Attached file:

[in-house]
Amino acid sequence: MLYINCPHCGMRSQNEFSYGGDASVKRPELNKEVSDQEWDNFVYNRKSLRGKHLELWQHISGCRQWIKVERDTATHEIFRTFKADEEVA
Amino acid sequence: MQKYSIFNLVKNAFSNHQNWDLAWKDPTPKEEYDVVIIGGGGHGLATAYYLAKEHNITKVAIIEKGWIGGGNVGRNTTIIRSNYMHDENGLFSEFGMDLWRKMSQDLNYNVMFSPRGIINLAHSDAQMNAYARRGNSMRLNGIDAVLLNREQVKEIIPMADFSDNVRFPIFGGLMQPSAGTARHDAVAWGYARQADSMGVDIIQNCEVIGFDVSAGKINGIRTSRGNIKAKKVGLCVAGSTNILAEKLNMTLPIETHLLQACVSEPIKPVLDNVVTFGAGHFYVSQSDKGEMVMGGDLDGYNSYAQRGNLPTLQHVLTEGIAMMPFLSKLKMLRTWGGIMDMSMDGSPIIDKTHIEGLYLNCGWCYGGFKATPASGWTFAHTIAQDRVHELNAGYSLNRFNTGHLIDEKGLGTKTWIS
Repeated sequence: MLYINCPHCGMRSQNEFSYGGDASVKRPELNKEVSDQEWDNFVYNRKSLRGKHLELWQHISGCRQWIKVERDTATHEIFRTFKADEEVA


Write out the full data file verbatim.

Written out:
[in-house]
Amino acid sequence: MLYINCPHCGMRSQNEFSYGGDASVKRPELNKEVSDQEWDNFVYNRKSLRGKHLELWQHISGCRQWIKVERDTATHEIFRTFKADEEVA
Amino acid sequence: MQKYSIFNLVKNAFSNHQNWDLAWKDPTPKEEYDVVIIGGGGHGLATAYYLAKEHNITKVAIIEKGWIGGGNVGRNTTIIRSNYMHDENGLFSEFGMDLWRKMSQDLNYNVMFSPRGIINLAHSDAQMNAYARRGNSMRLNGIDAVLLNREQVKEIIPMADFSDNVRFPIFGGLMQPSAGTARHDAVAWGYARQADSMGVDIIQNCEVIGFDVSAGKINGIRTSRGNIKAKKVGLCVAGSTNILAEKLNMTLPIETHLLQACVSEPIKPVLDNVVTFGAGHFYVSQSDKGEMVMGGDLDGYNSYAQRGNLPTLQHVLTEGIAMMPFLSKLKMLRTWGGIMDMSMDGSPIIDKTHIEGLYLNCGWCYGGFKATPASGWTFAHTIAQDRVHELNAGYSLNRFNTGHLIDEKGLGTKTWIS
Repeated sequence: MLYINCPHCGMRSQNEFSYGGDASVKRPELNKEVSDQEWDNFVYNRKSLRGKHLELWQHISGCRQWIKVERDTATHEIFRTFKADEEVA